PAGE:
The UK may have been spared an all-Etonian Tory leadership contest, but Britain is still an undoubtedly elitist country. While just seven per cent of Brits were educated privately, 65 per cent of senior judges, 59 per cent of top civil servants, 39 per cent of cabinet ministers, and 44 per cent of newspaper columnists attended an independent school.
Elitist Britain, a recent report by the Sutton Trust and the Social Mobility Commission, highlights that the UK’s elites are still drawn from a narrow set of institutions, such as a fee-paying private school or Oxford and Cambridge universities.
Interestingly, the report, which updates similar research from 2014, includes data for the first time on top entrepreneurs and chief executives in the tech sector.
It found that in almost every aspect of British society – with football being the sole exception – the privately educated are over represented at the top.
The world of business is actually one of the more meritocratic parts of society, with only 26 per cent of tech chief executives and 34 per cent of entrepreneurs having attended a private school (although readers should be wary of the latter number, which is based on an arbitrary list where appearances on Dragon’s Den and The Apprentice seem to count for more than jobs created or successful exits).
Still, the data is worth thinking about, as clearly there is room for improvement, both in terms of better representation and maintaining business as being a more meritocratic world than politics or the judiciary.
Importantly, the report highlights the power of Oxbridge. While less than one per cent of the public went to a college at Oxford or Cambridge, over half the current cabinet studied there. And once again, Oxbridge grads are over represented among tech chief executives at 12 per cent.
Are there excuses for this, and should we care? You might wonder, does it really matter where entrepreneurs went to school? Unlike cabinet ministers, senior judges, or top civil servants, it isn’t the job of entrepreneurs to represent the people.
Besides, markets have a habit of sniffing out underperformers and providing opportunities to those who offer new perspectives, wherever they come from.
It’s interesting to note that tech and FTSE 350 chief executives were more likely to have been educated abroad than to have gone to a private school, demonstrating that, while there might be barriers to entering the world of business, geography isn’t one of them.
Nor should it come as a surprise that tech bosses and entrepreneurs tend to have attended world-leading research institutions.
Top universities select students based on many of the characteristics that are sought after in an entrepreneur. It could be less that Oxbridge produces tech chief executives, but that would-be tech bosses are the academic high-achievers who are more likely to apply and get into Oxbridge.
However, we should still care.
Entrepreneurial talent is precious. We should be careful not to waste it, and think hard about how best to nurture it.
Studying the problem
The value of an elite education isn’t just excellent teaching, it’s about the people you meet. There’s a wealth of research highlighting the importance of entrepreneurial role models and mentors.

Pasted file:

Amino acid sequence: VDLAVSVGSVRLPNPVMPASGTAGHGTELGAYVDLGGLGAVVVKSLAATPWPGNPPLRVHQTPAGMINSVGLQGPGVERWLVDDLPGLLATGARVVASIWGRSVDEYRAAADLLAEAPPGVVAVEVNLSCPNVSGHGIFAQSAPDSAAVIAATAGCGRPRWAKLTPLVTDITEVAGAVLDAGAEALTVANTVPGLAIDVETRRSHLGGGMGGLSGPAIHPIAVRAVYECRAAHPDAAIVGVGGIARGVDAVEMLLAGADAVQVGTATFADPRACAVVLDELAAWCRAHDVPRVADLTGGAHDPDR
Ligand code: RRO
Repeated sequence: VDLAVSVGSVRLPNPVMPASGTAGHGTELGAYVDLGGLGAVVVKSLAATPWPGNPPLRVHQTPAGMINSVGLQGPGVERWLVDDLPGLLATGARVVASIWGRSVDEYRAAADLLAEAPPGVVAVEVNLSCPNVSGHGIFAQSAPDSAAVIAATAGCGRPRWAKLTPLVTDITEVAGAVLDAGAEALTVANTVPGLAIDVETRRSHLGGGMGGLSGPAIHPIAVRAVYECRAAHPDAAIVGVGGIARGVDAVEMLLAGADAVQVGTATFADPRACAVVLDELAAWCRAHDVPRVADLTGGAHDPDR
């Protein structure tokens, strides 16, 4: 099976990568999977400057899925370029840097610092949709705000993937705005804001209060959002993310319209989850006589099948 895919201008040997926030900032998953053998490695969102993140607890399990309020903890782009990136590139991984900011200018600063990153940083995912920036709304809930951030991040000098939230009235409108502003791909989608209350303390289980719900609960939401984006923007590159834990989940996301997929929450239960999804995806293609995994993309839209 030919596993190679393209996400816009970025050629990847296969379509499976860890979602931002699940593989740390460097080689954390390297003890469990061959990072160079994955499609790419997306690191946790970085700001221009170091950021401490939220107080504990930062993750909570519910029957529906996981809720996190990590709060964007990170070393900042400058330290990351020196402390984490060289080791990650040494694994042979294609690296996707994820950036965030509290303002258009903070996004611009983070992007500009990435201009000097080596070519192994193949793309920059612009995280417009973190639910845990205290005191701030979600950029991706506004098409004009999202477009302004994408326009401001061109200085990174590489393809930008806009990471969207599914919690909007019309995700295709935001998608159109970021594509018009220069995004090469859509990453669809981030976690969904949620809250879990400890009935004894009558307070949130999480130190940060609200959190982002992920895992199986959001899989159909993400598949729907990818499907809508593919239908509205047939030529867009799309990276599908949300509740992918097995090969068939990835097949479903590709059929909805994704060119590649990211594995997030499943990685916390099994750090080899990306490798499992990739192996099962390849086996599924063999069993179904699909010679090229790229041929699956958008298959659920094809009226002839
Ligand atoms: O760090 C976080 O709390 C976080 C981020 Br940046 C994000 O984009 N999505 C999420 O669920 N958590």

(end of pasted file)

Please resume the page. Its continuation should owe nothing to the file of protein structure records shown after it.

These people play a number of crucial roles, and can pass on know-how by explaining to budding entrepreneurs the basics of attracting investment, writing a business plan, and developing a product.
The very act of meeting someone like you who is an entrepreneur can make starting your own company seem like a less daunting task.
Role models matter for innovation too. Research from economists Raj Chetty and John Van Reenen studied the lives of over a million inventors in the US. Using a database that linked patent records to local tax and school data, they were able to track the key factors that determine whether or not someone becomes an inventor.
Their research found that a person is much more likely to become an inventor if they grew up in a high-income household.
However, income isn’t the only factor that’s important – exposure to innovation is also key. They found that children who grow up in areas with more inventors are more likely to go on to innovate themselves.
In fact, exposure to innovation doesn’t just affect whether or not you invent, but what you invent. So if you grow up around medical device inventors, you’re more likely to go on to invent medical devices.
Crucially, universities can help to level the playing field. At the most innovative institutions like MIT, students from high and low-income families patented at similar rates.
Chetty and Van Reenen’s research also has implications for gender equality. For women, exposure to male innovators has no impact on their propensity to innovate, but exposure to female innovators does.
If you could find a way to get women, ethnic minorities, and people born to low-income households to innovate at the same rate as white men born to high-income households, it would quadruple the innovation rate in the US.
The steps ahead
The stark divides revealed by the Elitist Britain report suggest that similarly large gains are on offer by expanding the pool of entrepreneurial talent and exposing more disadvantaged people to innovation.
The challenge now is to find ways of getting more relatable role models from business into classrooms and after-school clubs.
Private schools and elite universities tend to benefit from a virtuous cycle, with students being exposed to entrepreneurship and then going on to expose others in the years below.
We need to find ways of kickstarting that cycle in other institutions to ensure that more people see entrepreneurship as a viable path.
Otherwise Britain risks remaining an elitist country.